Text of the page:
During the last three months of 2016, REANNZ had an intern from the Networked System Research Lab of the University of Glasgow working with us, Richard Cziva. Richard has been thinking about how to better understand the quality of the service perceived by our members.
The issue is that while there are many network monitoring systems (e.g. network-wide SNMP or Netflow counters), these systems usually focus on low-level layers of the network (by looking at packet drops, link statuses etc.) and only provide a coarse grain view of the particular domain using metrics that don't give you an idea of how users actually experience network performance.
When research and education traffic crosses domain boundaries, it is affected by inter-domain routing changes, configuration errors and congestions in transit domains. This is especially important for us in New Zealand, because our geographic isolation means that means that traffic usually has to cross more than one boundary to get to its destination, amplifying these effects. To understand multi-domain performance, the perfSONAR project introduced a worldwide measurement infrastructure that enables specific measurements such as throughput, round-trip time (RTT), one-way delay and traceroute. That sounds great, but in practice it is mostly used to detect packet loss in unexpected places which it does by generating synthetic traffic, it also only provides measurements between a set of hosts which can be quite far away from actual end-users, so it too doesn't give you an idea of how users actually experience the network.
In order to gain a better understanding of user perceived traffic, Richard has designed Ruru, a real-time, passive monitoring system developed from scratch at REANNZ. Ruru runs on a commodity server using a DPDK-enabled network card and calculates round-trip time (RTT) on all of a users' individual TCP flows to understand wide-area latency. It also maps source and destination IP addresses to geographical locations (city/country) as well as to AS numbers and visualises these measurements in real-time. Ruru aggregates statistics by source and destination locations and AS numbers and allows a real-time understanding of wide-area traffic.
This image shows Ruru mapping traffic source and destination. The colours represent the round-trip time (RTT).
Ruru design and architecture:
Ruru works by analysing all traffic that is directed to it (this could be done by tapping a physical link or mirroring traffic to it from an edge router). The RTT measurements are performed in an Intel Data-Plane Development Kit (DPDK) application by tracking SYN/SYN-ACK/first ACK packets of all TCP flows in a highly optimised, multi-core way. The application calculates the RTT between the source host and the tap point between the tap point and the destination. The sum of these two values is essentially the end-to-end RTT perceived by the end user, however both parts of the RTTs can be very interesting, depending on the deployment scenario.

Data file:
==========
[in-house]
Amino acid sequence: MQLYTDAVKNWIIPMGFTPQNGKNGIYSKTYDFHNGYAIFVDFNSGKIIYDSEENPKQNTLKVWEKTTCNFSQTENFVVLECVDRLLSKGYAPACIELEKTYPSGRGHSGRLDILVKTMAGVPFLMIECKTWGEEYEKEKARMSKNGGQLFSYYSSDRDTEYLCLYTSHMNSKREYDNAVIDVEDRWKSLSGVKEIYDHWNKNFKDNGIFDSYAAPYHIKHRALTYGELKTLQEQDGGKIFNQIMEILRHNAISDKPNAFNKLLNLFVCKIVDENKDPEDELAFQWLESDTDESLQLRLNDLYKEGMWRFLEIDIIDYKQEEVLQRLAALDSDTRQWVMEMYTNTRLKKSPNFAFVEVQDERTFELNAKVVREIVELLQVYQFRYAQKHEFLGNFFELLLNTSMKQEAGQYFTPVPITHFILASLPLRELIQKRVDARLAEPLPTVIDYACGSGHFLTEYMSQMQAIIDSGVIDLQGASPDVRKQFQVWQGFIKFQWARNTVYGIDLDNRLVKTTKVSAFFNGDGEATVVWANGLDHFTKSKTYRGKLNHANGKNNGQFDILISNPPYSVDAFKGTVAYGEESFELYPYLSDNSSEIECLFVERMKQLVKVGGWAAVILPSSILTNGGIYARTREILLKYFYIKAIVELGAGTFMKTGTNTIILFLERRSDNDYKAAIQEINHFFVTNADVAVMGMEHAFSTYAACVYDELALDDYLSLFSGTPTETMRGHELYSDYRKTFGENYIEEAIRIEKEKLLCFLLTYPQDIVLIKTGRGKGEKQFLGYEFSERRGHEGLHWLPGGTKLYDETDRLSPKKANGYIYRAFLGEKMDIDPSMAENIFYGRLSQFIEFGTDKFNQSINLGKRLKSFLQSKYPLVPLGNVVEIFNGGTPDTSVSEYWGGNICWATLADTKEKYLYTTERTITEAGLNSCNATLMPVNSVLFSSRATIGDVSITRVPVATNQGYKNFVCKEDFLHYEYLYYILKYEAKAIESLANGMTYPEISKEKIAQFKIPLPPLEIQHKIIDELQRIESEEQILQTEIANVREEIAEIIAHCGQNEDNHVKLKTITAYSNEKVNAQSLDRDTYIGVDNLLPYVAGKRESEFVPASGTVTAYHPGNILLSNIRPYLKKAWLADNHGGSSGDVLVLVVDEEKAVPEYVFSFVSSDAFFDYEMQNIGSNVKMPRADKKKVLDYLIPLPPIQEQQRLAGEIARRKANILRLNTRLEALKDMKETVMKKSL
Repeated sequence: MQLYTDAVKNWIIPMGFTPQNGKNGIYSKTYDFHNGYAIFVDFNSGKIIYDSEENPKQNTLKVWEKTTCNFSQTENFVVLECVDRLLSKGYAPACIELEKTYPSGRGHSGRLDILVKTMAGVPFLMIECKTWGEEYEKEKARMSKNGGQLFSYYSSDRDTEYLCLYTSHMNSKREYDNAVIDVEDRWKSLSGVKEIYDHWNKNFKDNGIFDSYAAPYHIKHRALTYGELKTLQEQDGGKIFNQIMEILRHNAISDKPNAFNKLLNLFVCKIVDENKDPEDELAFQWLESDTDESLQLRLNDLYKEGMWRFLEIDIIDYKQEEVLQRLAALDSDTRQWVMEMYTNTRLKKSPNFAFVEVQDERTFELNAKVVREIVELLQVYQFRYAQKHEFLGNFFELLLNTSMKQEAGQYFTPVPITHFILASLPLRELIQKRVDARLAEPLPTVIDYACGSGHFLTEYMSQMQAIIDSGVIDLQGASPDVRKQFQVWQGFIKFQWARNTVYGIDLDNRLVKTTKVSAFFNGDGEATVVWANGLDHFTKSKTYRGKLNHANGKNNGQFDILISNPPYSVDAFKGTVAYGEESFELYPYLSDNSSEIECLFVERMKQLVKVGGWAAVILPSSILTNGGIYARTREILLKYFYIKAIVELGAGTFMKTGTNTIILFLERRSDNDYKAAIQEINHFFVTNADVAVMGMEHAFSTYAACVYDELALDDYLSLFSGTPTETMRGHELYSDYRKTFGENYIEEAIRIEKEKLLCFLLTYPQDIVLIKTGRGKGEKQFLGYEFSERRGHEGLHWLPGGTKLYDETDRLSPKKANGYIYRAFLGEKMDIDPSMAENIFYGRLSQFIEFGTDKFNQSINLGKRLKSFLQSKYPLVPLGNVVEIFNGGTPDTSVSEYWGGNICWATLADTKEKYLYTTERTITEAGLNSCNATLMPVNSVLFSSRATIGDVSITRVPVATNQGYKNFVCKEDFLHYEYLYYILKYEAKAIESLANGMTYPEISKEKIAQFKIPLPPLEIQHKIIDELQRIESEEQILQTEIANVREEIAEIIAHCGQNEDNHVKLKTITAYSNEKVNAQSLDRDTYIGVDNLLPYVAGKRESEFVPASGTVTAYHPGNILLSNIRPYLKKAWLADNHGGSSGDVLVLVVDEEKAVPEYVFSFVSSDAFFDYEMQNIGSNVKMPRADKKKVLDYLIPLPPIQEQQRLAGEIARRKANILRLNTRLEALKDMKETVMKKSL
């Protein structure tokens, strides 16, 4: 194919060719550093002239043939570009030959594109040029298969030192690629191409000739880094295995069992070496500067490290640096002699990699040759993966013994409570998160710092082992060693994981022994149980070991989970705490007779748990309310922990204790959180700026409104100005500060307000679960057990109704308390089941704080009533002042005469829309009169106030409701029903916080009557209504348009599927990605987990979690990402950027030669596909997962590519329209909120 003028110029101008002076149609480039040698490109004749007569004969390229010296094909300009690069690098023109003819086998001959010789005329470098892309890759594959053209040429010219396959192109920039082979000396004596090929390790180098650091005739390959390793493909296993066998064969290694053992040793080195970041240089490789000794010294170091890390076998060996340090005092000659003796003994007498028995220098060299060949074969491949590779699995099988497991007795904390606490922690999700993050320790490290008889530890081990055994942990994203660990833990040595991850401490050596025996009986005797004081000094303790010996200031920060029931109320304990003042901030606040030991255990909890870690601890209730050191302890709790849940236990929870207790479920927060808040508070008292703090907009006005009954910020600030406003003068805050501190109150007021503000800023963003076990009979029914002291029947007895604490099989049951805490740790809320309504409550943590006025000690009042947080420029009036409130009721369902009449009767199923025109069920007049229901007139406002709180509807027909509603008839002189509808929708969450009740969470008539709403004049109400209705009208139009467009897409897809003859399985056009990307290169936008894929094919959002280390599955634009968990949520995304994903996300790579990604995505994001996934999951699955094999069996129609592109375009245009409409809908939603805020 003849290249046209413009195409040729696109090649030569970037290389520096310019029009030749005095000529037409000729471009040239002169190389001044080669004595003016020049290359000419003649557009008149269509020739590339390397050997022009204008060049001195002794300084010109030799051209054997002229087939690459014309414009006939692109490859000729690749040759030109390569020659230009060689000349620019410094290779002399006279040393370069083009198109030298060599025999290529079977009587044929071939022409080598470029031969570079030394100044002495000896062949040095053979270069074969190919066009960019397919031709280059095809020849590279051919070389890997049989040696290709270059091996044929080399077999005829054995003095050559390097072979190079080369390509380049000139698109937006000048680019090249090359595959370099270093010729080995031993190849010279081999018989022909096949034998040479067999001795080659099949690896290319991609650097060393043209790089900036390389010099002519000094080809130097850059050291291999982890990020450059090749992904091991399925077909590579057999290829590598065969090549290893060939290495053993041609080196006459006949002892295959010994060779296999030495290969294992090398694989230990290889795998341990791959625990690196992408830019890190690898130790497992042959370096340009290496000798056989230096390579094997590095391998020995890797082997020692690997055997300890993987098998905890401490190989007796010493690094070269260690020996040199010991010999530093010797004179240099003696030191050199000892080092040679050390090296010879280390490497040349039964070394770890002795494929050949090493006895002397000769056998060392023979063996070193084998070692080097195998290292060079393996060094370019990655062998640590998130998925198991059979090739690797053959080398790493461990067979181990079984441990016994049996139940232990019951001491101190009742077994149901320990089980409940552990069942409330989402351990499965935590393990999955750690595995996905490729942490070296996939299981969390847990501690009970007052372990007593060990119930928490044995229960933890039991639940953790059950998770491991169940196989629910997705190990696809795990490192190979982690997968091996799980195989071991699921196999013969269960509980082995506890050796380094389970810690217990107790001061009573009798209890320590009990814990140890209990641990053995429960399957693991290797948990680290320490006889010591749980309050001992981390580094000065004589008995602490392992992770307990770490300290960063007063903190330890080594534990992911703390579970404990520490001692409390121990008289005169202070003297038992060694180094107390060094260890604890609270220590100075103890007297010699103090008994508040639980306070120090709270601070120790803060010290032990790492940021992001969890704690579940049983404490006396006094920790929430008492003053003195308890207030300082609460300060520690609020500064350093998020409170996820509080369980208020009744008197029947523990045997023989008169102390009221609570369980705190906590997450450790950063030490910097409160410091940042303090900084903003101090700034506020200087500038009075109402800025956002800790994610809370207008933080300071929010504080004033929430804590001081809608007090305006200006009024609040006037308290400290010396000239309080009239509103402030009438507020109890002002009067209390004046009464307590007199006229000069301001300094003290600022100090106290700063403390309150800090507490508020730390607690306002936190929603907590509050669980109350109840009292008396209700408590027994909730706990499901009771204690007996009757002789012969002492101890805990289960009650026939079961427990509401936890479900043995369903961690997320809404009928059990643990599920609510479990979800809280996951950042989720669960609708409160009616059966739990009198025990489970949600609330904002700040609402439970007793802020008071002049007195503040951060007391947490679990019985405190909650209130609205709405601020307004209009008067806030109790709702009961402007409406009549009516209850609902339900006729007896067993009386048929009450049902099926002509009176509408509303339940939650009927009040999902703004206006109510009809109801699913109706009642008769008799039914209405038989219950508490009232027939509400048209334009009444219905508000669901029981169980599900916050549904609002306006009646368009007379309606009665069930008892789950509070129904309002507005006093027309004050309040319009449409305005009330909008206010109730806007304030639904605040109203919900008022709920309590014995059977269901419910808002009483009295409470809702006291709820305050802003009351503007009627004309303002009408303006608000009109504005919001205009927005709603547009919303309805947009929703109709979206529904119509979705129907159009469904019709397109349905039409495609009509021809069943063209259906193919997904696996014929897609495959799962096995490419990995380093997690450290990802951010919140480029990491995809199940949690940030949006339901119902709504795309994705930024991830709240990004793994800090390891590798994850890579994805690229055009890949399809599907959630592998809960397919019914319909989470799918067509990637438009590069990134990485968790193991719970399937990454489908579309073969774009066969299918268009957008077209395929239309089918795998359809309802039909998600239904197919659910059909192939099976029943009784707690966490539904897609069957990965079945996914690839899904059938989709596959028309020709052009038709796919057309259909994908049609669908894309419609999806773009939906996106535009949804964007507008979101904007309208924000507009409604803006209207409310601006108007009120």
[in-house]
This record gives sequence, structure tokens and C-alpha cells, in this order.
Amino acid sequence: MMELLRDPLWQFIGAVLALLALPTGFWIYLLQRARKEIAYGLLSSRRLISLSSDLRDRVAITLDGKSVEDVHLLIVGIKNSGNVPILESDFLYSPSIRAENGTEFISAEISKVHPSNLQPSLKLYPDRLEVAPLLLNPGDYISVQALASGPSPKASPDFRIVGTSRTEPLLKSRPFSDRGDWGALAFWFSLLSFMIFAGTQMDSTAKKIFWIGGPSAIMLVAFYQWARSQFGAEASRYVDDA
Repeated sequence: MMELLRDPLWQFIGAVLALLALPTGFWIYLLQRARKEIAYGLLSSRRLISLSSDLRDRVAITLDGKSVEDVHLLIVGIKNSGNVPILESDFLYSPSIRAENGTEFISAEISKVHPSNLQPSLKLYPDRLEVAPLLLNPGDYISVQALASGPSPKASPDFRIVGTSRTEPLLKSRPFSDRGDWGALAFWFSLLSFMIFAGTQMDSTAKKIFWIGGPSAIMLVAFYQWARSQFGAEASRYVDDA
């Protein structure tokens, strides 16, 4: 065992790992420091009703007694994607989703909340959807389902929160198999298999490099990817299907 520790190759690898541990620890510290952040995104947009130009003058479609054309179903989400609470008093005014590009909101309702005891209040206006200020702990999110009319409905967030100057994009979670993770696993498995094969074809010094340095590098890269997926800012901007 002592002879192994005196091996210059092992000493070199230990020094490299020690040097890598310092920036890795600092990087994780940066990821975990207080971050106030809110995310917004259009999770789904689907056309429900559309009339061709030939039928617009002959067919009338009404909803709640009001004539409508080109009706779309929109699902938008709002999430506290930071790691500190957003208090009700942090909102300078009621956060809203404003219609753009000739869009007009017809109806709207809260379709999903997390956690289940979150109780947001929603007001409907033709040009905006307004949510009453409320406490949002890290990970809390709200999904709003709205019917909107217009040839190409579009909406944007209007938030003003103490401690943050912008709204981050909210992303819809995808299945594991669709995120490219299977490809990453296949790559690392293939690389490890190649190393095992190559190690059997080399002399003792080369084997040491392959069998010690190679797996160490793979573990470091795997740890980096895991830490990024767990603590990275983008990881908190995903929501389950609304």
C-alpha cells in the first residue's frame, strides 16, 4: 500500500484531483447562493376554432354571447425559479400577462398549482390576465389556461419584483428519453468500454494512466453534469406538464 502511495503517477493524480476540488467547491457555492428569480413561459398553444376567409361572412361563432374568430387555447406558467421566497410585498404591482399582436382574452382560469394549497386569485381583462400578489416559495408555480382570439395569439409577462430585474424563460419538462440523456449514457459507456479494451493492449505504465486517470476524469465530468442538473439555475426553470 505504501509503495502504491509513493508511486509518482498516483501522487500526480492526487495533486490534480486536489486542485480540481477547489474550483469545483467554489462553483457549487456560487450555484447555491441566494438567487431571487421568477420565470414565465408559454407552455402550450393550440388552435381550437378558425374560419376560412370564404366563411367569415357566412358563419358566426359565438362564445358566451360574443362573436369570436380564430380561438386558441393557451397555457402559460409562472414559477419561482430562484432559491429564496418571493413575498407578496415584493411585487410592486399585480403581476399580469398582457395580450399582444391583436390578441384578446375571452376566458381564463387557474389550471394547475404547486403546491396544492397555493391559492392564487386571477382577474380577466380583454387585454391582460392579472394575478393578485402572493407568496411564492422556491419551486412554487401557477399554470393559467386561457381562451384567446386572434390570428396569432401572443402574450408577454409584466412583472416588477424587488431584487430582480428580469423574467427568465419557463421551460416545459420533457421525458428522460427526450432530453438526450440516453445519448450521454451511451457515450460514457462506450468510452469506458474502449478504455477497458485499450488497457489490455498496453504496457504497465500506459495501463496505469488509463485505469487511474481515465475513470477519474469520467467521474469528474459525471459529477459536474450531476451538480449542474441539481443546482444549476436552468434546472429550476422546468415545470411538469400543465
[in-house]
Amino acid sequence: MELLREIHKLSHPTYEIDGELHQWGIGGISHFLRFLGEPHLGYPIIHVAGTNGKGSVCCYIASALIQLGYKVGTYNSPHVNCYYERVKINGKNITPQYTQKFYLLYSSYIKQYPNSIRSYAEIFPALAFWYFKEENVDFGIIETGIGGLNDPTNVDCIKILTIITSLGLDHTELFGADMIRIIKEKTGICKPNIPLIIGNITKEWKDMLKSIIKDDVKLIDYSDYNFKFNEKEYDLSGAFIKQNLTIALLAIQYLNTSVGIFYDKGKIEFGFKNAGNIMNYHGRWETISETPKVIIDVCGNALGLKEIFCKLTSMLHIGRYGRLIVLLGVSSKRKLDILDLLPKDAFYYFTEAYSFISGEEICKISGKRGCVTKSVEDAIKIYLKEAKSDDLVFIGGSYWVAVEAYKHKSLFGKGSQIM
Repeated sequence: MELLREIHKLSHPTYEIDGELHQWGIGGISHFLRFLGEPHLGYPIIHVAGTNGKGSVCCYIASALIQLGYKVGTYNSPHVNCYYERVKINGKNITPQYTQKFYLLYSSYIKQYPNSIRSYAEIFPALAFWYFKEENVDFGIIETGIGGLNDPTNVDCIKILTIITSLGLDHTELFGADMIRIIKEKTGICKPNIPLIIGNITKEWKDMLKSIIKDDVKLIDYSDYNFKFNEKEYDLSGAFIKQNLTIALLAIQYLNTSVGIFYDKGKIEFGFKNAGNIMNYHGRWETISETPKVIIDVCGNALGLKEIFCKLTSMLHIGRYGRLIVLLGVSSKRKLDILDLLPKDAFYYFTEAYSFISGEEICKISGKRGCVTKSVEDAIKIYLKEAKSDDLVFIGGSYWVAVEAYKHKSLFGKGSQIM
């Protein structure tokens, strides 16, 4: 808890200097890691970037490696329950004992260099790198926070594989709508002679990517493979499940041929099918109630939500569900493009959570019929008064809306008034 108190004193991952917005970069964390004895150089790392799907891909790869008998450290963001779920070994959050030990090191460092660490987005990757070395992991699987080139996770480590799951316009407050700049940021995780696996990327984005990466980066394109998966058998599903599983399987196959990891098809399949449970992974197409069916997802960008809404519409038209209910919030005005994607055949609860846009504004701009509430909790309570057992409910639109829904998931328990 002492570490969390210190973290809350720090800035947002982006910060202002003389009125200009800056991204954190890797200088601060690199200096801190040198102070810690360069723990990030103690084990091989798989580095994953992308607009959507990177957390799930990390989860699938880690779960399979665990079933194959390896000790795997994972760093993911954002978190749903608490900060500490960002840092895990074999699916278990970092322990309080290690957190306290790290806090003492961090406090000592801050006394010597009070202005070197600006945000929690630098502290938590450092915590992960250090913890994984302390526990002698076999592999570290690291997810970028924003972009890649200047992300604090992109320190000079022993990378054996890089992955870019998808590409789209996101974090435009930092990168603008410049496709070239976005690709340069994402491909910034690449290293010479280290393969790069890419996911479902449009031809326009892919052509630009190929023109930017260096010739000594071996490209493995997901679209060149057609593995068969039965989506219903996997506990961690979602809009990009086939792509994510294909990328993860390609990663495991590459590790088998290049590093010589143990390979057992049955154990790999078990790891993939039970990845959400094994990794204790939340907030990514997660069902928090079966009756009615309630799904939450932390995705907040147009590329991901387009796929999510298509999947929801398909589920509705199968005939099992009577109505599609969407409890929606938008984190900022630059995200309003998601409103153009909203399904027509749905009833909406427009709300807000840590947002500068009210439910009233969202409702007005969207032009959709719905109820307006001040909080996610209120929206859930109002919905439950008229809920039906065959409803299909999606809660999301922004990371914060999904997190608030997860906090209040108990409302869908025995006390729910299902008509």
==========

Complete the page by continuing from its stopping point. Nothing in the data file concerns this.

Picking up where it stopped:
The DPDK application publishes RTT measurements on ZeroMQ sockets to our module that retrieves geolocation and AS numbers for the source and destination IPs using databases from IP2Location. After that, the enriched measurements are sent to our frontend server, where statistics are calculated and individual latency measurements are forwarded to the user's browser via websockets.
In the browser, a high-performance map is used to draw all individual latency measurements received from a websocket. The map itself is using WebGL and is capable of drawing thousands of lines per second. As well as a live map, the UI also presents the aggregated statistics (min, max, median, average etc.) and options to search between statistics. The statistics provided can be used to identify poorly performing source or destination ASs regions, as well as newly introduced low-latency CDNs.
Ruru is designed to process measurements as a modular pipeline, where new modules can be intorduced easily. For instance, one could easily add a filter that only keeps NREN traffic (by filtering on AS numbers) in the pipeline without modifying the measurement of the geo-localiser modules.
Presentations on Ruru:
Ruru has gathered attention from both the NREN and networking research community. Presentations so far include the SCOttish Networking Event (SCONE) in Glasgow and the upcoming eResearch NZ conference in Queenstown.
Richard Cziva is a PhD candidate from the Networked System Research Lab of the University of Glasgow with international publications in the research topics of Software-Defined Networking and Network Function Virtualization. Richard has been working as an intern with REANNZ, funded by both REANNZ and the Graduate School Mobility Scholarship of the College of Science and Engineering, University of Glasgow. Richard has previously worked at NORDUnet (the Nordic NREN) in Copenhagen, where he developed SDN/Openflow facilities for the GÉANT Testbed project.
All member traffic information included in this project is anonymous. If you have any questions about this please contact REANNZ.